Robots: The Next Home Assistants

by Patrice Samuels | Jan. 21, 2020

At CES 2020, many robot announcements were made with a focus around education, service, and emotional care or support. Last week, Samsung introduced two separate robot form factors: A tennis ball sized robot called Ballie. Ballie has a camera and is designed to patrol the home. It can serve as a fitness assistant, prompting consumers to get active, it can also interact with other devices in the home. For example, Ballie can instruct a smart vacuum cleaner to clean up messes throughout the home. In addition to Ballie, Samsung also revealed the Bot Chef. These are robotic arms that hang from the ceiling and help with tasks in the Kitchen, such as adding ingredients to a pot or stirring the content within a pot.

     

Samsung's Ballie (Source: cnbc.com)                                          Samsung's Bot Chef (Source: cnet.com)

In addition to these announcements from Samsung, robots have been in the news from other companies throughout the quarter. Shine has launched an Indiegogo campaign for a robot that cleans toilets in the home and helps to address malfunctions that may occur, by sending alerts of the problem (perhaps a leak) and the potential solution to the user’s mobile device.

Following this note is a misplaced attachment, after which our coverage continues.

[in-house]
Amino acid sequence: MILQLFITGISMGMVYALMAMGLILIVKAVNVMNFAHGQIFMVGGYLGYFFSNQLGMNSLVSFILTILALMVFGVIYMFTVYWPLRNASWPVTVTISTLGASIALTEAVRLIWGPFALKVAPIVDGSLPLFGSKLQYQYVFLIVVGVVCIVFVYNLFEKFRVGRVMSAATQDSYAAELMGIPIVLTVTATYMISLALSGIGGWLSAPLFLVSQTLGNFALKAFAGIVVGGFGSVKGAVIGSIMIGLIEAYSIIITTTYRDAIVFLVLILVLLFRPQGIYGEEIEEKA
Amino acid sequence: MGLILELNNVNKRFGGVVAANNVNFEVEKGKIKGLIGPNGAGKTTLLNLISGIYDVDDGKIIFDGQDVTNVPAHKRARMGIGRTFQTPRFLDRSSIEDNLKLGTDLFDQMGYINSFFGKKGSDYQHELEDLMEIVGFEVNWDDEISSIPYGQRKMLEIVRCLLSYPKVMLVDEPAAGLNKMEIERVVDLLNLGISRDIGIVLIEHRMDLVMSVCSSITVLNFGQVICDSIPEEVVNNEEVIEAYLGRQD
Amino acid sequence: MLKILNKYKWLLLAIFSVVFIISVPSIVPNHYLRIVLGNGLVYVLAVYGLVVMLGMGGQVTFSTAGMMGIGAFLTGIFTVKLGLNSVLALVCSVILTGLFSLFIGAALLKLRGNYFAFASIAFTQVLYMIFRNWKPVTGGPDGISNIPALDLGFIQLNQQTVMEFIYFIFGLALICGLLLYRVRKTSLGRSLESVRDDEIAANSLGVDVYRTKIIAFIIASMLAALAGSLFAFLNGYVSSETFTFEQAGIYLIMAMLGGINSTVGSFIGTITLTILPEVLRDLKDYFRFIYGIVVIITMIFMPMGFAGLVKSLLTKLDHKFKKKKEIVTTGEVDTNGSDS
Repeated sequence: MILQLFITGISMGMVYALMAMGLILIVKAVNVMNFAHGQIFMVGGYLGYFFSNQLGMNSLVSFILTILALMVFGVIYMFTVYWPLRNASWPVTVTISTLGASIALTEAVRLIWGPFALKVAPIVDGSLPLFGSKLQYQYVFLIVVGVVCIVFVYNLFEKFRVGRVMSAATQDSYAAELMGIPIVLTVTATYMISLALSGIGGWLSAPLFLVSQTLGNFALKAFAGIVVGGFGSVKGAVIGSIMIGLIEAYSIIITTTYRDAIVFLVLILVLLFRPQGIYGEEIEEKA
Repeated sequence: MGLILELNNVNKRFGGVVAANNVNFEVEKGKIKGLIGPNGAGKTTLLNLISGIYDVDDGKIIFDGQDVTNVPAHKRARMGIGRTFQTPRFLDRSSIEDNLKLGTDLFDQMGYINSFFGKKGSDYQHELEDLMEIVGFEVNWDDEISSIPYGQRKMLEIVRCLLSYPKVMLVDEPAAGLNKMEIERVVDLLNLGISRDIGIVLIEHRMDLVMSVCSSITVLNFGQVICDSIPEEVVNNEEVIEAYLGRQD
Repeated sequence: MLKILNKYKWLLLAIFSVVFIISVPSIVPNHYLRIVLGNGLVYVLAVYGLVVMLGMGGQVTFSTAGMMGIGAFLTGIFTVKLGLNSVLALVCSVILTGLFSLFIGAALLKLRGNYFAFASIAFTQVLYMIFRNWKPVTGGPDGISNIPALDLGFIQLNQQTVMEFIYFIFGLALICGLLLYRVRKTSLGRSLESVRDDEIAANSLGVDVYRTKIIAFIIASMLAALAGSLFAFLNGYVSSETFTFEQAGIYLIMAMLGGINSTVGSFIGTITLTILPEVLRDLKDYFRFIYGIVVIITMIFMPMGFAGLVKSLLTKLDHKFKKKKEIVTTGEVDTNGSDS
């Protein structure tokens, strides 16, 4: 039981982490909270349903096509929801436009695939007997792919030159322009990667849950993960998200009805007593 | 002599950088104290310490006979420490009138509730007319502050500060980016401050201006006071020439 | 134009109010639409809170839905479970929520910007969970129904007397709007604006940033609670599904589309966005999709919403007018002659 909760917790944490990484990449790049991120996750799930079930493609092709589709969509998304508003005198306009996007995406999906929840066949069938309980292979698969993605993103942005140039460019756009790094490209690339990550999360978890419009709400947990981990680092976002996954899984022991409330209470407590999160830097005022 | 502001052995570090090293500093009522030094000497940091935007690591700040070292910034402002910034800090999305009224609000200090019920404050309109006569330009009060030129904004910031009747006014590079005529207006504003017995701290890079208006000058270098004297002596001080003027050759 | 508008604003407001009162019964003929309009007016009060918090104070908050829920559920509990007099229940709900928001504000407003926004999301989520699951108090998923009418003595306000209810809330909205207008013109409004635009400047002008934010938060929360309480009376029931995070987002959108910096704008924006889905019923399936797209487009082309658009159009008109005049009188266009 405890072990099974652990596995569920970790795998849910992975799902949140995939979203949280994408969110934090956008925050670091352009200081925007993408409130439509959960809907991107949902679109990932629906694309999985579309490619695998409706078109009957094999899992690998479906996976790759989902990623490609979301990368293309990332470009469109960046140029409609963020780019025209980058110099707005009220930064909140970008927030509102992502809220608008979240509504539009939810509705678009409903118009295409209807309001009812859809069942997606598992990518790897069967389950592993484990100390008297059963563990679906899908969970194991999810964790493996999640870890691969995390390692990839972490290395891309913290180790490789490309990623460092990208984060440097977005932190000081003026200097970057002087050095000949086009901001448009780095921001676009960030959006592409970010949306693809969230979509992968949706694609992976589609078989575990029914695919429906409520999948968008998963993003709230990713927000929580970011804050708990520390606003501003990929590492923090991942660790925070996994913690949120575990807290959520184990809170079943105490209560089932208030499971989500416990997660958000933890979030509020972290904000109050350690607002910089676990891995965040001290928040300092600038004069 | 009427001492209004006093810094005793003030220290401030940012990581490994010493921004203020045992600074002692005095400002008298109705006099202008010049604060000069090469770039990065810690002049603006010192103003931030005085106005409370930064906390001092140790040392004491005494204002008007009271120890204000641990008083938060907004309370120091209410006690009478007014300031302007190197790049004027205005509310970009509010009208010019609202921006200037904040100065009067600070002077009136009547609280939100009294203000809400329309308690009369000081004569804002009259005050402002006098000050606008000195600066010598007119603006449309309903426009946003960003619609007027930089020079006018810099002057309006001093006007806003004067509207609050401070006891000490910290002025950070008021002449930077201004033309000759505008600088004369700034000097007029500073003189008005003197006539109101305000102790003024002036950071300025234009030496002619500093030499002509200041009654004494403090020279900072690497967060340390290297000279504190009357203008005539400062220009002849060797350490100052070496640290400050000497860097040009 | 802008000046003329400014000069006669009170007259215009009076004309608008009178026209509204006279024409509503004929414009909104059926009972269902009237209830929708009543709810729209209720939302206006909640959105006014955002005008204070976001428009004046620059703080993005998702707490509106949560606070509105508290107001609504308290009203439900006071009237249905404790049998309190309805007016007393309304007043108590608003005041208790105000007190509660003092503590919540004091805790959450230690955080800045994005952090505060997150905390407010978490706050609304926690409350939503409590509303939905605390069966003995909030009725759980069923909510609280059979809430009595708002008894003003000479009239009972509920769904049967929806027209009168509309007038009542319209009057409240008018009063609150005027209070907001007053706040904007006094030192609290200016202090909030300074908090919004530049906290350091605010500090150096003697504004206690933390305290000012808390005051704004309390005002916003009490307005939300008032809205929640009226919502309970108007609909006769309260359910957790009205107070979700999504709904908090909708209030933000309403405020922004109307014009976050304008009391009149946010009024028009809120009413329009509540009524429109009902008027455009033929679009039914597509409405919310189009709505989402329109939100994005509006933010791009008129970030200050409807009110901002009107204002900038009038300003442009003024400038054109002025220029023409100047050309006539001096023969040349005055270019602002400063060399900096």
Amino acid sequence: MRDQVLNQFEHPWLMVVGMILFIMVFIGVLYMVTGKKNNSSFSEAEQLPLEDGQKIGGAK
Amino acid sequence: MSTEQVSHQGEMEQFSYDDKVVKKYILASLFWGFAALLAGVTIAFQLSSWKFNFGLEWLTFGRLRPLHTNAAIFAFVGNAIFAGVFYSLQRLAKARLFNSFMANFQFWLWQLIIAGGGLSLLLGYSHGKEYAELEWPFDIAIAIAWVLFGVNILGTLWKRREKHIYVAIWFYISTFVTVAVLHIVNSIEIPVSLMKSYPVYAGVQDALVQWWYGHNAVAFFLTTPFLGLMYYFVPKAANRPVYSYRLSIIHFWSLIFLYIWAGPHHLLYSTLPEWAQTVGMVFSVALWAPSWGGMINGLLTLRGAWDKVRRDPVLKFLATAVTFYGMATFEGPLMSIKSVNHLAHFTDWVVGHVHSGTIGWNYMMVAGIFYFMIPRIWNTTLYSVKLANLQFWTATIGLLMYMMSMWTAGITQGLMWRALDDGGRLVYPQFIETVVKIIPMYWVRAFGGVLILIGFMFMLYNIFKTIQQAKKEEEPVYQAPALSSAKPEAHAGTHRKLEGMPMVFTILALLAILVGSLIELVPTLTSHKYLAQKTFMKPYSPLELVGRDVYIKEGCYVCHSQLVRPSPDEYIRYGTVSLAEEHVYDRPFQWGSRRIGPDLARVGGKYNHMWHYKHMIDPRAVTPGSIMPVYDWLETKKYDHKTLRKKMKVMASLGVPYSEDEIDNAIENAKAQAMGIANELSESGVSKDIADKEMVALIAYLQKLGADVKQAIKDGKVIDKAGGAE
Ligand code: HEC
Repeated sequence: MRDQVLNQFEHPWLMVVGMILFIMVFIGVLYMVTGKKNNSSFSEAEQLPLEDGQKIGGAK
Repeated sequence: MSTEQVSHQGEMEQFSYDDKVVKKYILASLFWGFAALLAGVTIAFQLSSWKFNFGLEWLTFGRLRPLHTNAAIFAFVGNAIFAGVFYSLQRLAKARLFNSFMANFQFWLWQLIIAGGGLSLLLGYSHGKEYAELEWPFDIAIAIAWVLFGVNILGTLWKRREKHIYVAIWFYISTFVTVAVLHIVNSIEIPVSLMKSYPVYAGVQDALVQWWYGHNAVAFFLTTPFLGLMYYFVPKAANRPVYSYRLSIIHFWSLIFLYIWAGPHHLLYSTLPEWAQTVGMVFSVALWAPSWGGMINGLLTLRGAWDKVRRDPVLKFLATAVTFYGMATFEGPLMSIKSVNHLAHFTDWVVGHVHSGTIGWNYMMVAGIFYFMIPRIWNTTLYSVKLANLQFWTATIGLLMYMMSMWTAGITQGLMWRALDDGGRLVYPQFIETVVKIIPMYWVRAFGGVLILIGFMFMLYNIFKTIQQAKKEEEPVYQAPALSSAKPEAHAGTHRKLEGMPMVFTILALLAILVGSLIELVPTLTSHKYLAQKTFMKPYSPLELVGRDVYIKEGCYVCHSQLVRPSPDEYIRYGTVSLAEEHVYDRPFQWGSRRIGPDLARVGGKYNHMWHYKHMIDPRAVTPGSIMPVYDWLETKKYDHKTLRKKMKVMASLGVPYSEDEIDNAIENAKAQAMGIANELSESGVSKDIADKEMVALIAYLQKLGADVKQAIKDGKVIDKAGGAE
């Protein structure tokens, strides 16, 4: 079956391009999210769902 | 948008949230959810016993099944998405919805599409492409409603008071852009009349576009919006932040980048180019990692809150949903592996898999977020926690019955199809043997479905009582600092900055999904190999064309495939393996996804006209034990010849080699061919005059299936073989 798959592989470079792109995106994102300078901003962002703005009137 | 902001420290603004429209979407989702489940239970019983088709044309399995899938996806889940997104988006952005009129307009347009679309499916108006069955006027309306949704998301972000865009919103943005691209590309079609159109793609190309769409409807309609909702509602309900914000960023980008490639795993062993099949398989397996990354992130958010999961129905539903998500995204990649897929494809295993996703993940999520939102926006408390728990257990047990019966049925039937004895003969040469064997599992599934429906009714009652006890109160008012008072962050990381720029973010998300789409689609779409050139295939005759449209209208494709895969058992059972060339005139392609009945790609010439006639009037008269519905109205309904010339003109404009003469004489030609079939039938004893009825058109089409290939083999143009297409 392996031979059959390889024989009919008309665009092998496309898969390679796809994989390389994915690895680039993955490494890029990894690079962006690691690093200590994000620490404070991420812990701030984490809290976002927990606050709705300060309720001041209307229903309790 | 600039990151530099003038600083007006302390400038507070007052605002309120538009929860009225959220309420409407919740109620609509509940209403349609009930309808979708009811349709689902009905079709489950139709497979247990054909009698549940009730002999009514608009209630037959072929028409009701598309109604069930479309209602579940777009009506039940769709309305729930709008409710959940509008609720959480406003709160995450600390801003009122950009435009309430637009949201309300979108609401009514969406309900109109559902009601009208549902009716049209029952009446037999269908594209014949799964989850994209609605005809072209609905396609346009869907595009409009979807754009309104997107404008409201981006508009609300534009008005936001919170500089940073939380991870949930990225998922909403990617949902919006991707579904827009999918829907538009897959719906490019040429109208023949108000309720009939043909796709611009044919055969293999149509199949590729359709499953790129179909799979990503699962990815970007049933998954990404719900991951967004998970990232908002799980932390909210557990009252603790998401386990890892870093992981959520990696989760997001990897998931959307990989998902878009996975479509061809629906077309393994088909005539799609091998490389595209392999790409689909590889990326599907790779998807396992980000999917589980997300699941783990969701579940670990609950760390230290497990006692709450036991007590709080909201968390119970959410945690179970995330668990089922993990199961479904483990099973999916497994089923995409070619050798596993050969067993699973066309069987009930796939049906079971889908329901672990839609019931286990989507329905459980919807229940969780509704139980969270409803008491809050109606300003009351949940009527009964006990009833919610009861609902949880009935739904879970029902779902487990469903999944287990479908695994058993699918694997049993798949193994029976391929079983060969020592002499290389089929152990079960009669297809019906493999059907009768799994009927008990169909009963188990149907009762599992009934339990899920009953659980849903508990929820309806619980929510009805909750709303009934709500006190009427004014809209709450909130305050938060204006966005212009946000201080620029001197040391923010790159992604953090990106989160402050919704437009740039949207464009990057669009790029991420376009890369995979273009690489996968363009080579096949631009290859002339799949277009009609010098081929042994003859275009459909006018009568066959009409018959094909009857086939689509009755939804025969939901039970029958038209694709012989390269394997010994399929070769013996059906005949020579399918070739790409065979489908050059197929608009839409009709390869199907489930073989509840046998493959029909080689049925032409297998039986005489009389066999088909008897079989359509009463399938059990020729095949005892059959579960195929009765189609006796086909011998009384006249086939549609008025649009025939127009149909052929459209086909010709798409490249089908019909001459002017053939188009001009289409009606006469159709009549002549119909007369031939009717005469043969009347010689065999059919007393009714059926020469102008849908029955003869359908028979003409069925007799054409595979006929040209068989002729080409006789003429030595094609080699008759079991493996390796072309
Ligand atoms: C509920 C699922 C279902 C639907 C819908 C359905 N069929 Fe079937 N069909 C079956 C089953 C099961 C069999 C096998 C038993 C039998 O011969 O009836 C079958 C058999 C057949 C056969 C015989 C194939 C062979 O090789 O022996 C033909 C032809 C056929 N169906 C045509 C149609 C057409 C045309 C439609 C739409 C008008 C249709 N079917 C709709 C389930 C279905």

The development of robots for use as in-home assistants has been challenging for smart home device manufacturers. Several appliance manufacturers including Panasonic, Bosch, and LG have introduced robots in the past, but none made it to market. In 2019, Anki stopped production of its home assistant robot “Vector,” one of the first home assistant robots to make it to market. Robots that have single use cases such as vacuum cleaners have experienced some market success, indicating the potential for market success for products that perform repetitive or less desirable tasks around the home. While kitchen bots such as the Bot Chef are useful, device manufacturers must be mindful of the creativity and emotional attachment often involved in meal preparation. A product that automates the process too much may be undesirable.

For multifunctional home assistant robots, a primary challenge involves training them to operate in different home environments. Toyota Research Institute is attempting to use VR to help robots perform tasks more precisely. It involves having a human teacher see what the robot is seeing live and annotate proper instructions to the robot about how to perform the task properly. This will help accelerate the training of the robot. 

We will continue to watch the impact on robots on the consumer market.  Parks Associates hosts insightful panel discussions on major technology trends at its annual CONNECTION Summit at CES and CONNECTIONS conferences. CONNECTIONS US will be held May 19 – 21 in San Francisco, CA.  

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